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New Year to bring better livelihoods

Mom Sophon / Khmer Times No Comments Share:
Happy Khmer New Year: Year of the Dog expected to bring better livelihoods. KT/Chor Sokunthea

As Khmer New Year approaches, prophecies issued by the government say that this year will see more rain than usual, high rice yields and rising wages, but also possible destruction in the capital and an outbreak of disease.

Every year, a group of theological researchers with the Ministry of Cults and Religion issue New Year prophecies in the New Year Almanac.

Im Borin, editor of the New Year Almanac, says that this year will bring a range of improvements for Cambodian society, but also possible devastation.

“The prophecy of the year is that there will be the 600 instances of rainfall, which will cause good rainfall throughout the year,” he says in the almanac, noting that rice yields will increase.

The New Year may also bring devastation to the capital. KT/Chor Sokunthea

Mr Borin also says that the livelihoods of Cambodians will improve throughout the year as wages rise and the economy continues to grow.

But he also says that there will be destruction in the capital and the spread of disease.

His predictions come as Prime Minister Hun Sen revealed this week that the government had prevented a terrorist plot by the Khmer National Liberation Front, an alleged terrorist organisation plotting to set off explosives in Phnom Penh to disrupt New Year festivities.

Mr Hun Sen said that Sam Serey, president of the KNLF who now lives in Denmark, ordered his members to cause an explosion at Wat Phnom in the capital two days before Khmer New Year.

Mr Hun Sen added that Mr Serey ordered his members in Cambodia to set off explosives in Phnom Penh and Siem Reap province.

The premier noted that after the plot was discovered, he ordered all armed forces to stay vigilant and prevent it from occurring.

Political analyst Hang Vitou says that the security situation will remain the same before and after Khmer New Year, depending on the political situation.

Mr Vitou says that the security situation will only be secured once the political situation improves, suggesting that Japan be a mediator between the ruling CPP and dissolved CNRP.

“I see that Japan can be a central party that mediates negotiations between the two sides,” he says. “The CPP must be clear: our country is a democratic country, and an election without the participation of the opposition party will result in international recognition not being given to the election results, which could then lead to sanctions from the United States or EU.”

Mr Vitou adds that the former opposition must change its tactics and take a more diplomatic approach to securing negotiations.

“Sam Rainsy should use gentle tactics with Prime Minister Hun Sen,” he says. “But if the two parties remain stubborn, the political situation will become more and more disengaged.”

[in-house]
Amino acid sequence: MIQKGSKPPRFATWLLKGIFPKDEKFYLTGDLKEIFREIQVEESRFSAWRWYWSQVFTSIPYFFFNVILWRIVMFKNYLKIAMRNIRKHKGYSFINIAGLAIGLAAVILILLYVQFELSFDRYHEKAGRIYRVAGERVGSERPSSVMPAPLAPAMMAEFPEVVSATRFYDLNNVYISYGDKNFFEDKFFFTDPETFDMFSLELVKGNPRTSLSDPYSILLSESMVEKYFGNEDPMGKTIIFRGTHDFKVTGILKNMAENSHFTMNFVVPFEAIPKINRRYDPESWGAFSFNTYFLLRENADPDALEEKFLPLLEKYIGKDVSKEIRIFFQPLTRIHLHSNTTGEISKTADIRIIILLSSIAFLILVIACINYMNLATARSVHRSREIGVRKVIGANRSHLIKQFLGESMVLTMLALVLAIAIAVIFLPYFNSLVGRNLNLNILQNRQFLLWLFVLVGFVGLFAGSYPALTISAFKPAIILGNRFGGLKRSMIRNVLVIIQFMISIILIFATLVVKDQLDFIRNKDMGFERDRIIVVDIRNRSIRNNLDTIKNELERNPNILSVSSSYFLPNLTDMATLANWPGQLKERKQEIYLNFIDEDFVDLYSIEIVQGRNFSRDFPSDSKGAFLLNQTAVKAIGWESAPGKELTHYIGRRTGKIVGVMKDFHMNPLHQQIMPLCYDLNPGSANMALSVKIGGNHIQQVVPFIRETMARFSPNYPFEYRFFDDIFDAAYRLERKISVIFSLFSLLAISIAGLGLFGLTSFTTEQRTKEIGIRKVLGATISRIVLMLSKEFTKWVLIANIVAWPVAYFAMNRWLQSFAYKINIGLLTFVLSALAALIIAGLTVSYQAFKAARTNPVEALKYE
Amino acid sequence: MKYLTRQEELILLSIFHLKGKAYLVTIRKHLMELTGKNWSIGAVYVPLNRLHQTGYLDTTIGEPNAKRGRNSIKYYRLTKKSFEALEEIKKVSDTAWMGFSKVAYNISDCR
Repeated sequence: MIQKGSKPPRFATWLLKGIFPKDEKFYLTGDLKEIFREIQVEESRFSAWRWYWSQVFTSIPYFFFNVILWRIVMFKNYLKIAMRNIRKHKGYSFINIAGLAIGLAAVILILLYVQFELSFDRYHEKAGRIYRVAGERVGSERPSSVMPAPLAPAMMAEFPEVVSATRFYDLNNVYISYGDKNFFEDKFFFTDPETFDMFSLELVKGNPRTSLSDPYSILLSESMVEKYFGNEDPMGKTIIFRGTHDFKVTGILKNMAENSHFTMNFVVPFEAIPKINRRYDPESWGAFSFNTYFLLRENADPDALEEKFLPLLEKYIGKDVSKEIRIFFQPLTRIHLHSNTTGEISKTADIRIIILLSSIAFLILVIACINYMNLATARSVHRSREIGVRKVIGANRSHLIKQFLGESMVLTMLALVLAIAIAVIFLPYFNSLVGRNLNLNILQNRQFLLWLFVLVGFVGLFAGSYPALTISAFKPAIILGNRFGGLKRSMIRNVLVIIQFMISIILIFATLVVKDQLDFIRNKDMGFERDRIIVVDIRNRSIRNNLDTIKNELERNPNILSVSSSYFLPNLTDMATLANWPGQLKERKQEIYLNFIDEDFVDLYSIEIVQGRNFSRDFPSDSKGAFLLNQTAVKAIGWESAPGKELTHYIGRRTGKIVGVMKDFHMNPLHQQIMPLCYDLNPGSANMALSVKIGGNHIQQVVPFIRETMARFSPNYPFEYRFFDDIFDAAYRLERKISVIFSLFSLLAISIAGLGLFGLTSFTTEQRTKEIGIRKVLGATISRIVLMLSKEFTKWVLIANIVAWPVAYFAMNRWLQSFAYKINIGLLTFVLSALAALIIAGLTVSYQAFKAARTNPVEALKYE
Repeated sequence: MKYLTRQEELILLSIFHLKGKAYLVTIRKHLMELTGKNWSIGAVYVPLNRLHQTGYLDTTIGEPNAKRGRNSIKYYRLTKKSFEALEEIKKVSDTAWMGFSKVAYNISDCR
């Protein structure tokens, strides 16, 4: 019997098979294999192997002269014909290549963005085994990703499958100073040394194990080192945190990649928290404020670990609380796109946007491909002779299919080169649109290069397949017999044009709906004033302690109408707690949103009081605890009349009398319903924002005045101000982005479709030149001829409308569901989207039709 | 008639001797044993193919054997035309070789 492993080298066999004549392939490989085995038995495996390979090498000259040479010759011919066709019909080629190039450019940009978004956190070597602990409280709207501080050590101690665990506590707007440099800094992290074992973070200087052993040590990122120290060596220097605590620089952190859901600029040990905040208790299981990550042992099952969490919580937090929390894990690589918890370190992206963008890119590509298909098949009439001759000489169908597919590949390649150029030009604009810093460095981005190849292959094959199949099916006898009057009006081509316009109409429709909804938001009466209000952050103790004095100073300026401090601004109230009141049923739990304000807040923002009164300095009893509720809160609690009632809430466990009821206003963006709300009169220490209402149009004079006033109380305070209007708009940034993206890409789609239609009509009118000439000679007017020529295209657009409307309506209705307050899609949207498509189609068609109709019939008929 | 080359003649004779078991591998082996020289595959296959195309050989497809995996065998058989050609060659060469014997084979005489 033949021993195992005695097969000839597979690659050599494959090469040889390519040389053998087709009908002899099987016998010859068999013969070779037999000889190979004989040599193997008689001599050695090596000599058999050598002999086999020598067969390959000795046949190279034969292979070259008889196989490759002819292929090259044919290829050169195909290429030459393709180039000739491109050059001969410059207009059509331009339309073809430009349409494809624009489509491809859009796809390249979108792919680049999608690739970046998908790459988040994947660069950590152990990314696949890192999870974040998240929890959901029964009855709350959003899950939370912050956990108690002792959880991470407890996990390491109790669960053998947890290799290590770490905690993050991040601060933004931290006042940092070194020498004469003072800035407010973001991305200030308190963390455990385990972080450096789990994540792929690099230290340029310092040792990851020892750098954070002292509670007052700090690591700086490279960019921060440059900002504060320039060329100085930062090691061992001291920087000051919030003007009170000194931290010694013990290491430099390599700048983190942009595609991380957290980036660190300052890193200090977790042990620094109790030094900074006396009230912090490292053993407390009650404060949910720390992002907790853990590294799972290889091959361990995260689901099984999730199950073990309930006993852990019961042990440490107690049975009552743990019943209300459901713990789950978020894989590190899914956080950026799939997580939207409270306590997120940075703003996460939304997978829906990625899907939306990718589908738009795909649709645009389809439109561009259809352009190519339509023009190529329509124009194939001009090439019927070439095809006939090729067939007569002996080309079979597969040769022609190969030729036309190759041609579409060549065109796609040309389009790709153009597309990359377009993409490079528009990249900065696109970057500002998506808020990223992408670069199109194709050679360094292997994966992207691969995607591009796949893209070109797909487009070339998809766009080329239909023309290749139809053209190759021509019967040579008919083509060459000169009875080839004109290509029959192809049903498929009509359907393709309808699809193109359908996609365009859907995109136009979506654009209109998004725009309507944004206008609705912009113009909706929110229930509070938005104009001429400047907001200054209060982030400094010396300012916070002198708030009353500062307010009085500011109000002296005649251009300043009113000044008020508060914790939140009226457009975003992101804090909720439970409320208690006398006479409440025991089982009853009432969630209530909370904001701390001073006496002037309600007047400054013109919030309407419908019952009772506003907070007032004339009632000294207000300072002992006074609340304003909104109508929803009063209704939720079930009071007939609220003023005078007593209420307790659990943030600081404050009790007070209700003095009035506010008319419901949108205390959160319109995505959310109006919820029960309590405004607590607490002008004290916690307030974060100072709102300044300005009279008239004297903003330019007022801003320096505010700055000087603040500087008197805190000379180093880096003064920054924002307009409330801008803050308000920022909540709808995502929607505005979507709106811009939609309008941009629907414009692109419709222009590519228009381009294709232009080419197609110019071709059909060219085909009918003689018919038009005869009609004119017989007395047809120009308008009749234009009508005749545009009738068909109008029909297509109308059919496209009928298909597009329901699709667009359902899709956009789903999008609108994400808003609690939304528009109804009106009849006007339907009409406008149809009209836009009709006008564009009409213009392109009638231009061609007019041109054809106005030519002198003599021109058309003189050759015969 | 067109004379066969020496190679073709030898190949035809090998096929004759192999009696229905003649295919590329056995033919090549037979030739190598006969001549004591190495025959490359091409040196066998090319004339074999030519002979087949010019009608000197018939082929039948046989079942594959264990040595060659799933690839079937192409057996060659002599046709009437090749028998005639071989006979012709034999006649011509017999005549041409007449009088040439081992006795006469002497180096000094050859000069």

“During Khmer New Year, I would like to beg politicians from all parties, before doing something, they should consider the interests of the nation, and not focus on the interests of the party or the personal interests of the individual,” he adds. “They must be united on behalf of Khmer people.”

Heak Channa, a 25-year-old garment worker in Kampong Speu province, says that she believes in the prophecy that living conditions will improve for people, citing the hike in the minimum wage this year for garment workers.

“But I do not want to receive it only for myself,” she says. “I want the government to increase attention on other workers, too.”

“Respect for workers needs to be improved and salaries need to rise in line with the price of goods,” she adds. “An increase in more job opportunities within the country would also be good.”

Speaking to thousands of garment workers in Phnom Penh’s Por Senchey district, Mr Hun Sen recently said that in 1997, Cambodia had only 64 factories with more than 80,000 workers who earned only $40 per month.

He added that now there were more than 1,100 garment and footwear factories where workers earned $153 per month in 2017 and $170 starting this year, which could add up to more than $200 including other benefits.

Traffic jams are expected over the New Year. KT/Chor Sokunthea

A draft minimum wage law for all sectors is also currently being established. The draft law, which has 33 articles across six chapters, will benefit workers and the nation as a whole because it intended to promote a decent living, create job opportunities, increase worker productivity, and push for increased investment opportunities.

Mr Hun Sen said in a letter this week marking the upcoming Khmer New Year that all citizens will reap the benefits of continued economic growth.

“In line with the progress on industry and craft sectors, the government has paid attention to the employees who are employed in the private sector by deciding to raise minimum wages for workers in textile, garment and footwear factories to $170 in 2018, excluding other benefits,” he said.

Mr Hun Sen noted that living standards have improved, demonstrated through social indicators, especially GDP and the poverty rate, which has dropped sharply from 53 percent in 2004 to 13.5 percent in 2014 and continued to drop further in 2017.

“For the year of the dog, in Buddhist year 2562, the government is committed to maintain peace, political stability, security, public order, and to protect the constitution, the monarchy and all achievements that the government and the people have achieved,” he added. “Cambodia has carefully implemented a macroeconomic policy, stabilized the economy, and promoted diversification of the economy, competitiveness, and the production and consumption of domestic goods.”

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